A review of the Coach’s Spring/Summer ‘22 collection and the secret to why you’ll never see it in a Coach Factory Outlet.
When I saw Coach’s latest show from fashion week, it made me remember what I saw in the brand that made me want to work there. If you ask me, it was genius.
The show featured classic motifs and silhouettes that would appeal to Coach’s older customer base, but it was styled in a way that gave it a funky, ‘90s punk edge. One look featured a classic plaid in a neon green colorway, paired with a purple bralette and their version of the summer-camp-esque beaded necklaces that started trending this past spring/summer season.
Another ensemble paired an oversized jacket with denim gauchos and a matching baseball cap, keeping with the edgy, ‘90s/Y2K theme. The final looks of the show paired New York inspired tees with long plaid skirts.
One of my takeaways from the show was the androgynous nature of the clothes, with Coach showing very similar, if not the exact same, pieces on all models regardless of gender. They also featured models of all orientations and sizes in the show — something that we should all celebrate.
The show featured the perfect combination of heritage, nostalgia and trendiness. The lengthy Coach TV introduction reminded me of shows from my childhood with a high fashion, 2021 edge. Even more nostalgic were the nods to Coach’s original designer Bonnie Cashin, whose designs inspired the oversize mod coats featured in nearly every look of the show.
I’ve been a fan of Coach’s creative director, Stuart Vevers, since he started at the brand. He added a much needed “cool factor” to Coach’s classic brand. Under his direction, the brand has been made relevant again through things like the TikTok famous Pillow Tabby Bag and Selena Gomez’s idyllic Met Gala look.
All of these things are what I thought of when I decided to take a job at the Coach Factory Outlet over the summer, but the reality of what our store carried was very different. Instead of offering the pillow tabby bag, we carried totes in the signature tan jacquard, covered in the “C” motif. From my first week working there I couldn’t help but wonder, where are all the quirky, edgy styles I love?
Upon asking my superiors this question, I was informed that since Coach has “Factory Outlets,” the majority of our inventory doesn’t come from unsold or last season retail store leftovers, but instead are manufactured specifically for the outlets, but why does this matter?
First of all, you are getting paired down, simplified items that are often not the same quality or have the same attention to detail as the retail stores or Coach website. At the factory outlets, you are getting basic bags that are purposefully less on trend and current to encourage you to skip the outlet and buy the more expensive bags.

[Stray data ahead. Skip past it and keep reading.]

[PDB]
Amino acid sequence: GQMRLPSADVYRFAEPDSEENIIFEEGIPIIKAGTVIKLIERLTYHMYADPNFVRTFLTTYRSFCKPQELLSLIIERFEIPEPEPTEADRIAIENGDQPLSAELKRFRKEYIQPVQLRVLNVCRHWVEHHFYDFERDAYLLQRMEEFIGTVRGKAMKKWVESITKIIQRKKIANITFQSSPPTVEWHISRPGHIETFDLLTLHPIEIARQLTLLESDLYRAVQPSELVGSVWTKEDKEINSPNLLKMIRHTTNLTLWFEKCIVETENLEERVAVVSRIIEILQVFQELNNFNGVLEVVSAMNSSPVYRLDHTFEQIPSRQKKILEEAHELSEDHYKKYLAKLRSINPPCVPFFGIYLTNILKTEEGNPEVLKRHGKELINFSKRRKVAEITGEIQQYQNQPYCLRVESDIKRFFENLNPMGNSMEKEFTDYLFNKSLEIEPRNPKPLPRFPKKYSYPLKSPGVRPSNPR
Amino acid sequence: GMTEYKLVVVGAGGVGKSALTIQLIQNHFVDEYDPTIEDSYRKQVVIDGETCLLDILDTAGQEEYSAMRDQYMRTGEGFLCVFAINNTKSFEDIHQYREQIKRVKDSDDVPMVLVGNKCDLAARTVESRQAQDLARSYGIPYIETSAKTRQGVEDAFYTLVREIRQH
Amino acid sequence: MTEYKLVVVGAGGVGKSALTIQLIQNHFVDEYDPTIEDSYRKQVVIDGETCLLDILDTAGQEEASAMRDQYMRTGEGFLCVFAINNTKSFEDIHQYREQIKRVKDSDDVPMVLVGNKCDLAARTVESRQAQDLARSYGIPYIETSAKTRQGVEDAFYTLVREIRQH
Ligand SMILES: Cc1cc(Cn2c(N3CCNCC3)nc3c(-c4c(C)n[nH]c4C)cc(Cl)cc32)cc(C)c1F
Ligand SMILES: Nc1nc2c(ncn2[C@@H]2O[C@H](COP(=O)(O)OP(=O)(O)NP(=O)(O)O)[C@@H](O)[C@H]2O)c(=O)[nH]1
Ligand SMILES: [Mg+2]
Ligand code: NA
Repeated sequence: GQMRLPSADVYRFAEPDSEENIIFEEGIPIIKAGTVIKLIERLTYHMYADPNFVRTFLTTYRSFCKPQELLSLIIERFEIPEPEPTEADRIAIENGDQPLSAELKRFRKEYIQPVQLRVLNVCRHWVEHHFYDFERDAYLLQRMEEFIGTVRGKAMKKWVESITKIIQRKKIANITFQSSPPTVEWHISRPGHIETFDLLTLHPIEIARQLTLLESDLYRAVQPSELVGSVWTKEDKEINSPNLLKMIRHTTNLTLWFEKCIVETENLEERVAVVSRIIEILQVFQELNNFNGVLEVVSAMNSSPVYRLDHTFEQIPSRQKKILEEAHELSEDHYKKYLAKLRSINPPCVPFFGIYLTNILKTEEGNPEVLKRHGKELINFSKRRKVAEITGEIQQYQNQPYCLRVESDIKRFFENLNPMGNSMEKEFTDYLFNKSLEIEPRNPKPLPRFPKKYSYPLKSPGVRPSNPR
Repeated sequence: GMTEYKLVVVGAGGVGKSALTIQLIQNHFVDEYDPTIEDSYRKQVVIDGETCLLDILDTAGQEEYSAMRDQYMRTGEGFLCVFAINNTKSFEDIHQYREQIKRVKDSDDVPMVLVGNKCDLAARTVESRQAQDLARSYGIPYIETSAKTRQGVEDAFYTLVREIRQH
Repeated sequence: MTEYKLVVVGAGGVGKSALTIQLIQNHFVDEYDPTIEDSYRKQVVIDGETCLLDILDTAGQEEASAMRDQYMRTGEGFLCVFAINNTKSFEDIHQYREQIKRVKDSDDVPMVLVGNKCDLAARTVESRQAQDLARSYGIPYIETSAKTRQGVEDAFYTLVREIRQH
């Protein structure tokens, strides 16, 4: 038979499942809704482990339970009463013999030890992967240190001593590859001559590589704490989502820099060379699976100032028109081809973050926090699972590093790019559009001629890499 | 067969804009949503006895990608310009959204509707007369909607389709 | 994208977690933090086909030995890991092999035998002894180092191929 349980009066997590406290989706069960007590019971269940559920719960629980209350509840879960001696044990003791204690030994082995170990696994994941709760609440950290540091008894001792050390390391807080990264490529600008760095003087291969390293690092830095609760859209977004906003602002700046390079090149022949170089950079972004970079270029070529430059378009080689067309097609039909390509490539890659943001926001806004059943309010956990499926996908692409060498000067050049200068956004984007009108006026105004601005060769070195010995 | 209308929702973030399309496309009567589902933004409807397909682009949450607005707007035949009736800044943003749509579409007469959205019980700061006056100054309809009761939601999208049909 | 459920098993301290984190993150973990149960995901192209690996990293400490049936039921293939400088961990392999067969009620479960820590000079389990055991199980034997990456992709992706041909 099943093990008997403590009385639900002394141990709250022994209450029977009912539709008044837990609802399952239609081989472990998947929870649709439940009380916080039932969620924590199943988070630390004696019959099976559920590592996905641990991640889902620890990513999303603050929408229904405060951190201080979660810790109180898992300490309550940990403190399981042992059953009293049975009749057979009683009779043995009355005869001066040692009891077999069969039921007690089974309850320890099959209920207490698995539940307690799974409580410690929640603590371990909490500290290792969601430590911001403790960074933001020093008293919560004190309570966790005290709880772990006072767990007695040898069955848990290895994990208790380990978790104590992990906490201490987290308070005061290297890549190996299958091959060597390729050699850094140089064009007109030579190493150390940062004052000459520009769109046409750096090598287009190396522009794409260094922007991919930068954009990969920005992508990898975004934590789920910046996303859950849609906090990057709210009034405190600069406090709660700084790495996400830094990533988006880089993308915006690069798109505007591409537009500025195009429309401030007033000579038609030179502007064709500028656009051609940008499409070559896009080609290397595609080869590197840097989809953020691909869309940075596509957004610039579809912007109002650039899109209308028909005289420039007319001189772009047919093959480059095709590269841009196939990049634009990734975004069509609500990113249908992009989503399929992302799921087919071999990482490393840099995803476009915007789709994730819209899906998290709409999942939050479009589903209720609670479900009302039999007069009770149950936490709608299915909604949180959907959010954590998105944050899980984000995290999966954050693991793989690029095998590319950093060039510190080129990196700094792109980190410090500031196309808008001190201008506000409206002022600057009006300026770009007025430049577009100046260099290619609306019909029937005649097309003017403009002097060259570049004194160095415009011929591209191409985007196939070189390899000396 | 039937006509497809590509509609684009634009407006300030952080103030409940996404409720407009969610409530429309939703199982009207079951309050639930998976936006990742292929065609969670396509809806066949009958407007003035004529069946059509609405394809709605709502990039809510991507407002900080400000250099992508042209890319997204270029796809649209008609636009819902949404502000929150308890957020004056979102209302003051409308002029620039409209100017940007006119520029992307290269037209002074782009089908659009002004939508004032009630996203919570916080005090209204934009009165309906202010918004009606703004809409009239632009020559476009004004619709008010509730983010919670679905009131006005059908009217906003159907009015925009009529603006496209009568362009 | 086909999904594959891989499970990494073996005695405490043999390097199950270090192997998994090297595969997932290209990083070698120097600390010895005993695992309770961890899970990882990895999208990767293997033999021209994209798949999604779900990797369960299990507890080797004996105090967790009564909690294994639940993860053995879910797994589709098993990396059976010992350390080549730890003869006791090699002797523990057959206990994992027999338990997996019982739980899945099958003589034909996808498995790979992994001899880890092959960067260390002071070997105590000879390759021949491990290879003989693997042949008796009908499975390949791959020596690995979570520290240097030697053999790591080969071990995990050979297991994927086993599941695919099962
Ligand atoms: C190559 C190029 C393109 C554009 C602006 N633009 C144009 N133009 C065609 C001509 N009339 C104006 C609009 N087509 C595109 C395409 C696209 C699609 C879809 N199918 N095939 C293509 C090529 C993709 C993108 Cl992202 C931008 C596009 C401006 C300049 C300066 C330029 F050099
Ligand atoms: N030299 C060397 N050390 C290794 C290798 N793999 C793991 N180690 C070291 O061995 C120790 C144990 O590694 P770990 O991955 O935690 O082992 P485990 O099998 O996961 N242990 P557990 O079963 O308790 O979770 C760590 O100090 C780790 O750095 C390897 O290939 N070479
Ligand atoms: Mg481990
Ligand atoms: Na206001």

Coach outlet shoppers are also not getting the great deal that they think you are getting. Since the bags are simpler to make and of a lower quality, the price you find at outlets aren’t really discounted, but are rather marked up so that customers see that they’re on sale and are more likely to make the purchase.
Finally, you’ll find nearly no ready-to-wear products or clothing at the outlets. Coach only manufactures simple tees and basic coats for their outlets, so under almost no circumstance will you ever see any item of clothing from the runway end up in an outlet.
This is not to say that factory outlets, the Coach Factory Outlet specifically, is bad or you shouldn’t shop there. If you’re looking for a simple bag, you can sometimes find an actually good deal in the clearance section of the store. There is also usually a very small area dedicated to retail pieces that end up in an outlet either through returns, mishaps or mistakes. These products may also be priced at a good deal, and the sales associates are happy to help you identify those pieces if you ask!
However, your best bet for finding a deal on a trendy piece from Coach that you saw on the runway or in an ad is just to keep an eye on the Coach website for when (and if) it ever gets moved to clearance.
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Hi, I’m Grace Avery, the Editor In Chief of A Magazine. My staff and I are committed to bringing you the most important and entertaining news from the realms of fashion, beauty and culture. We are full-time students and hard-working journalists. While we get support from the student media fee and earned revenue such as advertising, both of those continue to decline. Your generous gift of any amount will help enhance our student experience as we grow into working professionals. Please go here to donate to A Magazine.